It may have been grassroots, but they sure did spend a lot of money on the seed.
For officeholders in an off cycle, the midyear financial disclosure is usually a dry list of piddly payouts and loan reconciliations. The last election is in the rearview, the next barely a gleam on the horizon.
And that’s part of what made a $26,000 entry in the debit line of Mayor Karl Dean’s ledger so interesting.
The mayor’s campaign wrote the big check — and let’s face it, with no significant opposition in his last run and term limits stopping another, the mayor had plenty of money to throw around — to Moving Nashville Forward, the so-called grassroots organization designed to gin up support for Dean’s property-tax increase proposal.
There’s no way of knowing how much money the group raised in total — it was not organized as a political organization, so it doesn’t have to file a disclosure — but the group’s leader, former Metro Councilman Erik Cole, admitted the $26,000 represented the “majority” of its funding.
Cole insists the support Moving Nashville Forward had was genuine — even if the money came from on high — with its chamber-filling coalition of business leaders, teachers and other Metro employees. While the Dean campaign cut the big check, it was just folks who did the leg work, he said.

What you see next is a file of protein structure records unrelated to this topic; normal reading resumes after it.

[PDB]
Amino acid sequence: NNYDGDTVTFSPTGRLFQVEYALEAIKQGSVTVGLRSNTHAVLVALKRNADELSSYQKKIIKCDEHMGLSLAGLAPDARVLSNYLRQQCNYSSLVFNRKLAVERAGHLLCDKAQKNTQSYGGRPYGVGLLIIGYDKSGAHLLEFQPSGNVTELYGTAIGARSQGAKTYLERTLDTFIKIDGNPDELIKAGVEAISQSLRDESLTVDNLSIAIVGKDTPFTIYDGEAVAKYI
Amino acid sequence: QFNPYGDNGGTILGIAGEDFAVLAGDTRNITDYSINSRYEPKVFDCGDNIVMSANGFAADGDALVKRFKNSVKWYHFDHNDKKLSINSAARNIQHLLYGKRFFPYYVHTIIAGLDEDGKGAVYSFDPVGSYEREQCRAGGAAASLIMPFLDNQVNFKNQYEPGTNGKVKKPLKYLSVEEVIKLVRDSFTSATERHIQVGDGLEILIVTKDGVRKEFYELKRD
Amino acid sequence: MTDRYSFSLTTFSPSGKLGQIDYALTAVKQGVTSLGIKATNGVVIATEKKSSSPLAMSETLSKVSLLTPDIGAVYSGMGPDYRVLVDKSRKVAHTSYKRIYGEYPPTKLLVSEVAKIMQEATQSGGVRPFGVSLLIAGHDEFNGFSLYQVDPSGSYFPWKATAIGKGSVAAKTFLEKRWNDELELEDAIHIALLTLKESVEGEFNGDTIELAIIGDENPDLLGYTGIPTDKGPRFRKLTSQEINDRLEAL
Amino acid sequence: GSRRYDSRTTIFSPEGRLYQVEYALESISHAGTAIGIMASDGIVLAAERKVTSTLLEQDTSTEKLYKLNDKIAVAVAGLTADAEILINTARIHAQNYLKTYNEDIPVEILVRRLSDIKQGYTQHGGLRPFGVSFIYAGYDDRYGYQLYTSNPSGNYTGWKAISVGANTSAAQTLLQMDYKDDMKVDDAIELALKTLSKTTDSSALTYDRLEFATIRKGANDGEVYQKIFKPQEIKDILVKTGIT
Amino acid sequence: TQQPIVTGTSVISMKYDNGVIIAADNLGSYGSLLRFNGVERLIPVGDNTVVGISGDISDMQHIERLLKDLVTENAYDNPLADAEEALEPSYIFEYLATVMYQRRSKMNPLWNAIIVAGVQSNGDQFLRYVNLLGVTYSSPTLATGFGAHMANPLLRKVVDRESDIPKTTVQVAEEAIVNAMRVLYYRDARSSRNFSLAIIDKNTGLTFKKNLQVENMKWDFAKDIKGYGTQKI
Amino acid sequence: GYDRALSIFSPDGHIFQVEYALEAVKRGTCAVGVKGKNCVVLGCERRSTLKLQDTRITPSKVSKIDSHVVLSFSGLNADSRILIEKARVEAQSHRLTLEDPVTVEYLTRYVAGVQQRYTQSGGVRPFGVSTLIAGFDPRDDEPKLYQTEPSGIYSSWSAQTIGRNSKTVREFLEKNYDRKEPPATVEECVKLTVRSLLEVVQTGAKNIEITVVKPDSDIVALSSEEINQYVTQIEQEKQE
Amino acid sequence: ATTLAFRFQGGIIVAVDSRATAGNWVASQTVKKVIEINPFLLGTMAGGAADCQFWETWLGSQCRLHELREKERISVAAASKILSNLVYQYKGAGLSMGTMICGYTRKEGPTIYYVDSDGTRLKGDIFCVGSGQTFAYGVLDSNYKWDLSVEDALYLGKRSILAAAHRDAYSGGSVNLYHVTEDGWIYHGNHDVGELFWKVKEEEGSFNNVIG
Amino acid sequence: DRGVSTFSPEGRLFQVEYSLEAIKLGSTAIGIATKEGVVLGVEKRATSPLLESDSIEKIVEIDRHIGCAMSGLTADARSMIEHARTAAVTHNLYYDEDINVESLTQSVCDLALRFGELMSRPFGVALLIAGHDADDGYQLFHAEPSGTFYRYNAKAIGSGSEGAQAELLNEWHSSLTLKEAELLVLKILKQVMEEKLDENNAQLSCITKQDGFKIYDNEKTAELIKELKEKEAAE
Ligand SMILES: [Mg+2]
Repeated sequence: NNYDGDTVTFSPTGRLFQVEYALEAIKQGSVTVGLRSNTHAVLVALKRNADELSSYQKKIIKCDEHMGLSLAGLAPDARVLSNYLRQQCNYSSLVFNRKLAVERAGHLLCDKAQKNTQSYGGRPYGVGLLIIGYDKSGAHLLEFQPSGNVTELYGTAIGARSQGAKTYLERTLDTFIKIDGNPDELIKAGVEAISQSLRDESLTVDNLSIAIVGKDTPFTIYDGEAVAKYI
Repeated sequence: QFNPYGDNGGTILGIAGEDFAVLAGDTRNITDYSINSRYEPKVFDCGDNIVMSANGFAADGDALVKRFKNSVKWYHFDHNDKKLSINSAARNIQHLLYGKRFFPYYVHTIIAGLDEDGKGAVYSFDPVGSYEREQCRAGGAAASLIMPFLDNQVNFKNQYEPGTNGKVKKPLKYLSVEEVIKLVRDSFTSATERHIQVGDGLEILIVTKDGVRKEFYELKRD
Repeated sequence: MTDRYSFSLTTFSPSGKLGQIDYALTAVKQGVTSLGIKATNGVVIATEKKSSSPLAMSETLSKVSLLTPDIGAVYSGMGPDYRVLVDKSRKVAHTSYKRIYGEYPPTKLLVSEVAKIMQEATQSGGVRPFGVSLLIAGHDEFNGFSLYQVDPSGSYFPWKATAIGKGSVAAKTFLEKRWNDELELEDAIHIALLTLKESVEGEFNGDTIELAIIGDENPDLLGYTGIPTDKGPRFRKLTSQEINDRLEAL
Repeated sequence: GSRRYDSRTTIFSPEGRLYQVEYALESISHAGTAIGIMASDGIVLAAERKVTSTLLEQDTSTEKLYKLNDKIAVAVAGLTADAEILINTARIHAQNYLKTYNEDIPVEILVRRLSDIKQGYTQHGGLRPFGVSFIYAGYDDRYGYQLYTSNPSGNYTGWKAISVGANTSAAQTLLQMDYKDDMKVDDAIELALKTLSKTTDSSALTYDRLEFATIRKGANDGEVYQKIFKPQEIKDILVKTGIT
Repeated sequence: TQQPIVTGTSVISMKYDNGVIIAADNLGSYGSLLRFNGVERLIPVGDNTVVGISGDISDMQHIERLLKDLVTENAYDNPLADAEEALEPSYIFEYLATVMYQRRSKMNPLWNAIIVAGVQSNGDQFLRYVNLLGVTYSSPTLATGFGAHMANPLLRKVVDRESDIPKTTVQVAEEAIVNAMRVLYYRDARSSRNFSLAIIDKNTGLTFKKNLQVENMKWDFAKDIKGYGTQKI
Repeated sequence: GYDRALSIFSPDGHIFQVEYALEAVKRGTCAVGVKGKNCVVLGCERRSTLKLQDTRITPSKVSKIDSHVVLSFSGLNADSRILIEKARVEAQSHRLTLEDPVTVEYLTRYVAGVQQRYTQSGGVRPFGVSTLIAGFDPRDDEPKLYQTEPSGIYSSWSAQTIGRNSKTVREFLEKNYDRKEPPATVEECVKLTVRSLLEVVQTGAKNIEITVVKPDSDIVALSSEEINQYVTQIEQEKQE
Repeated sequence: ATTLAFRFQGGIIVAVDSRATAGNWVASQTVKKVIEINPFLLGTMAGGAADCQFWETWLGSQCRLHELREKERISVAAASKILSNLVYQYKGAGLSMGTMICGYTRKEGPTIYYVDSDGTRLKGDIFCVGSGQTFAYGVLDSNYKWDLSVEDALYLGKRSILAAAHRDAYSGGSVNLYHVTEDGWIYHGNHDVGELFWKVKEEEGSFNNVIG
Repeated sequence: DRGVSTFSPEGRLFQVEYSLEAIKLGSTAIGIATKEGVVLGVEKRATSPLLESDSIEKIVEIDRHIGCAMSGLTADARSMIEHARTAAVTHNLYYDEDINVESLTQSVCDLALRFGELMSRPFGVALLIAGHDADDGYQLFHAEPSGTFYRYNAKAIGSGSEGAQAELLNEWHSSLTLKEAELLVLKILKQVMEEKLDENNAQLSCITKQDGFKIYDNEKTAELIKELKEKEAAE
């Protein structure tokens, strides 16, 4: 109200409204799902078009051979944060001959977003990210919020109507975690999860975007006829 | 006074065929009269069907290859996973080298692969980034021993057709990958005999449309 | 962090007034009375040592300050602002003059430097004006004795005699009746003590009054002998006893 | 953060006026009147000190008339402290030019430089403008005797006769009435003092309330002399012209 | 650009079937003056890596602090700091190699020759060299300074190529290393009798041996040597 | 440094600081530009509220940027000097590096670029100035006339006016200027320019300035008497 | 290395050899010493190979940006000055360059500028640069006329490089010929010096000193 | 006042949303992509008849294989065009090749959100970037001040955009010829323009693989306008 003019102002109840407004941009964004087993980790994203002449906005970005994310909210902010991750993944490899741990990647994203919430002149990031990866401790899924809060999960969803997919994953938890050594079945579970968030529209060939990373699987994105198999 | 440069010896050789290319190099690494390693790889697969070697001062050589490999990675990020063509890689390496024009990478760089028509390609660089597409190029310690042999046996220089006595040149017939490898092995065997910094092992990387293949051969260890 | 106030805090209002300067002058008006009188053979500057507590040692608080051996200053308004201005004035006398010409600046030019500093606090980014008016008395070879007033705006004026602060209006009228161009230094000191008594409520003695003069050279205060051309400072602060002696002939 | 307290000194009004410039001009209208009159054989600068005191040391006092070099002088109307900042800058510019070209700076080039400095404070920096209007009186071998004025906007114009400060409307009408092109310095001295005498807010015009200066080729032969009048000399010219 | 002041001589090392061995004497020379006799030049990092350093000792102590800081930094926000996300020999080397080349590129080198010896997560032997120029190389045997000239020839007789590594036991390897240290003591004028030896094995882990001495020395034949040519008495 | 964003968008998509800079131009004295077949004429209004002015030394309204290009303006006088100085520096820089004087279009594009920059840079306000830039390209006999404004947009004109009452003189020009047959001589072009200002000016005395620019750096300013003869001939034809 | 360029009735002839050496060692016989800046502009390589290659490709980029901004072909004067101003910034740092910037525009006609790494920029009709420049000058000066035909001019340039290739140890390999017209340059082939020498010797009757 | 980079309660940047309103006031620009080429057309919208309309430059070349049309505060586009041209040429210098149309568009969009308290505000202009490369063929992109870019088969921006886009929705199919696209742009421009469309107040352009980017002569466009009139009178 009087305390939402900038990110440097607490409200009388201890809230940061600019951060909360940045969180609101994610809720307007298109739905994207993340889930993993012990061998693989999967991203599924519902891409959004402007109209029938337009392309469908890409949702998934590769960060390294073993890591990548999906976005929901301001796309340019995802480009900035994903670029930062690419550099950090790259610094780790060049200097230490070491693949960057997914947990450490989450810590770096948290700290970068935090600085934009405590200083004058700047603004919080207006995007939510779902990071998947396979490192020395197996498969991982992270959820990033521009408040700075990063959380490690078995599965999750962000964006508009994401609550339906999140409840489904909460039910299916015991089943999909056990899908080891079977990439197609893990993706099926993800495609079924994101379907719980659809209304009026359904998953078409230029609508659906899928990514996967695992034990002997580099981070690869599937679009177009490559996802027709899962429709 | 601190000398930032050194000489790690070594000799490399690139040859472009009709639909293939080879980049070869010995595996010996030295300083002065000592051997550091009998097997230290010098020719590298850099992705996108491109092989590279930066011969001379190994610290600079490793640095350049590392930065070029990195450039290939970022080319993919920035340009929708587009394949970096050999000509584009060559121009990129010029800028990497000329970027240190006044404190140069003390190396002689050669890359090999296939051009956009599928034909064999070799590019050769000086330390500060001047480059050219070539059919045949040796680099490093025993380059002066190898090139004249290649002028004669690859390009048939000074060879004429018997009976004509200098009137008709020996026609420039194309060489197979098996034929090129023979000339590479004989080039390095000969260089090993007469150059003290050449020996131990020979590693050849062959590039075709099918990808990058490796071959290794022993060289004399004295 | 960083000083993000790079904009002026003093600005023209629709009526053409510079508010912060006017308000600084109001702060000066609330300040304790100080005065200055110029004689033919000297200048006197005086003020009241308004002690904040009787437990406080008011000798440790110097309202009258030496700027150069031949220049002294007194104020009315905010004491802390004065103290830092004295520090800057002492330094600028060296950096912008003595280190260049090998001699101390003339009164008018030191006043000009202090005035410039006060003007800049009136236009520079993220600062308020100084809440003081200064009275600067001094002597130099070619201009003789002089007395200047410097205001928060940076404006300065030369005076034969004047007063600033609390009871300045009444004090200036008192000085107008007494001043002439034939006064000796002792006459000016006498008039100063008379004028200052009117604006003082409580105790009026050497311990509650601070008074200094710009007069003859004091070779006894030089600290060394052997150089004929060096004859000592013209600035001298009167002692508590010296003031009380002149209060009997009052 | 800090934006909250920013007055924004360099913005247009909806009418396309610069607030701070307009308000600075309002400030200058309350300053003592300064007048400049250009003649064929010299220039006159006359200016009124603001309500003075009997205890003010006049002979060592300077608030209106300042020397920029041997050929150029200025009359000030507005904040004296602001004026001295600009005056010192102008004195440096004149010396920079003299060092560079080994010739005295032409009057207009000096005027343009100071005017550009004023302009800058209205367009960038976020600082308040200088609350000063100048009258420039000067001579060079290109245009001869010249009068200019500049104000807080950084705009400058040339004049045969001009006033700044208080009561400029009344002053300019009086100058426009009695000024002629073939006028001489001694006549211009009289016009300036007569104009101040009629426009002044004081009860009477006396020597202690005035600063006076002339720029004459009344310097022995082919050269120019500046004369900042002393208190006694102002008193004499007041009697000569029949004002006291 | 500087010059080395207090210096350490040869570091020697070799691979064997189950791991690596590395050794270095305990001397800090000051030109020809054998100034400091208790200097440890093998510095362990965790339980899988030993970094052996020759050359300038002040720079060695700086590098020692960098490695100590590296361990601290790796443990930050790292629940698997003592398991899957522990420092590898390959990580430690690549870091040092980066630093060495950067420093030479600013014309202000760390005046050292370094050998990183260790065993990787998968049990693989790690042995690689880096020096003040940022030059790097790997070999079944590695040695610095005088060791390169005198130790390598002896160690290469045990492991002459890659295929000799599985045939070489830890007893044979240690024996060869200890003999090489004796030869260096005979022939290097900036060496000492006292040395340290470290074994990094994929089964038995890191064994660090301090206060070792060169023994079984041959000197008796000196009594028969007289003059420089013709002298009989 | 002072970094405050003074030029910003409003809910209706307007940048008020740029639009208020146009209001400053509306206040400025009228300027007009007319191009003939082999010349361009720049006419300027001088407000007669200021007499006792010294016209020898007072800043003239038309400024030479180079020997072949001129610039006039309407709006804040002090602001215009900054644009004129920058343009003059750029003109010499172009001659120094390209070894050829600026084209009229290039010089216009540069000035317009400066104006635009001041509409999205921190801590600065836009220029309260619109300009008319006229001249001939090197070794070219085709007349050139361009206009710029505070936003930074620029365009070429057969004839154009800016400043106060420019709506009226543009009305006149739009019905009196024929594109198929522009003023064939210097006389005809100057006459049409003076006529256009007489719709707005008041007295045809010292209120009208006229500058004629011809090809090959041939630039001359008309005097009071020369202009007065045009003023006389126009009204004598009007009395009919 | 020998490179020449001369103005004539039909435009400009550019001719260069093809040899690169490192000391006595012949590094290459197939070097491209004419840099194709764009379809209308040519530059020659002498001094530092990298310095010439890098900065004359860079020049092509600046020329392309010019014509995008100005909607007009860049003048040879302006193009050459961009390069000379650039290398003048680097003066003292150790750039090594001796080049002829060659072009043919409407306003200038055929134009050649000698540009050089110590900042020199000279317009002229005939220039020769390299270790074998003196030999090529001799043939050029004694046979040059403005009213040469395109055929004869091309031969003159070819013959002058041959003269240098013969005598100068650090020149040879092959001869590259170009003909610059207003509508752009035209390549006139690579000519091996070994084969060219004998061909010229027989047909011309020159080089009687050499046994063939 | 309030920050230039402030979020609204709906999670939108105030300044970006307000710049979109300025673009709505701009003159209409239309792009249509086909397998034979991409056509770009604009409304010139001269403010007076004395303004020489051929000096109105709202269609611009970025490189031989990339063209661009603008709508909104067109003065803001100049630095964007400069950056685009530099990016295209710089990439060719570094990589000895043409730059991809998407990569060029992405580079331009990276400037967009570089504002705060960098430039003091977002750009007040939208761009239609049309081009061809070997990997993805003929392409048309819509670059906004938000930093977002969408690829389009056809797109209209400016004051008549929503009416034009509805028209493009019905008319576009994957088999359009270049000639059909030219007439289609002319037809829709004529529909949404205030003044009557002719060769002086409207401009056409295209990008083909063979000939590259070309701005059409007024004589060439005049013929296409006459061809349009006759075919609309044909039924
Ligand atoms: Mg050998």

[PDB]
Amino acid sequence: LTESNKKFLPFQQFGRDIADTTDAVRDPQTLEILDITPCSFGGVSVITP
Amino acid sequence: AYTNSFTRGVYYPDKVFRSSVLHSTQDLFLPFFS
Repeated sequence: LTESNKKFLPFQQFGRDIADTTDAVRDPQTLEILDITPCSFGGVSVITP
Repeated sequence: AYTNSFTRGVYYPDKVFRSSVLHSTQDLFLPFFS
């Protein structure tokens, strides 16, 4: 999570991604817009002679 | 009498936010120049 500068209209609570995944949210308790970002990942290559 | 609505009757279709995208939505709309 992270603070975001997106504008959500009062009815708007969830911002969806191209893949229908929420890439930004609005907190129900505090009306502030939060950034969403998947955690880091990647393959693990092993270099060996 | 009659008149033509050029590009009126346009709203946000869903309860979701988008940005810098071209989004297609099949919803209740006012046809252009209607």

The mayor’s increase — which passed the Council on a 32-8 vote — was under no real threat of being defeated, frankly, which makes one wonder how much of that effort was just-for-show fondant and how much was real cake.
There were, Cole insists, other donors. Who are they? Well, he’ll tell us. Eventually.
Or will he?
Cole said he intends to create Moving Nashville Forward as a 501(c)(4) — the Jan Brady of the 501(c) portion of the tax code. These types of groups are, under the law, “operated exclusively for the promotion of social welfare” and, unlike their more famous sister the 501(c)(3), can lobby for legislation.
For years, 501(c)(4) groups were forgotten, beloved only by the persnickety secretary-treasurers of neighborhood associations. But, thanks to a handful of judicial decisions, they have a fancier name — Super PACs. And that gives them a special status: They are under no obligation to release the names of their donors.
If Cole follows through on his promise to create this 501(c)(4) — and it’s curious Moving Nashville Forward wasn’t organized before now — Hizzoner will have sown the seeds indeed: not just for grassroots tax-increase support, but for unlimited expenditures for any future political aspirations.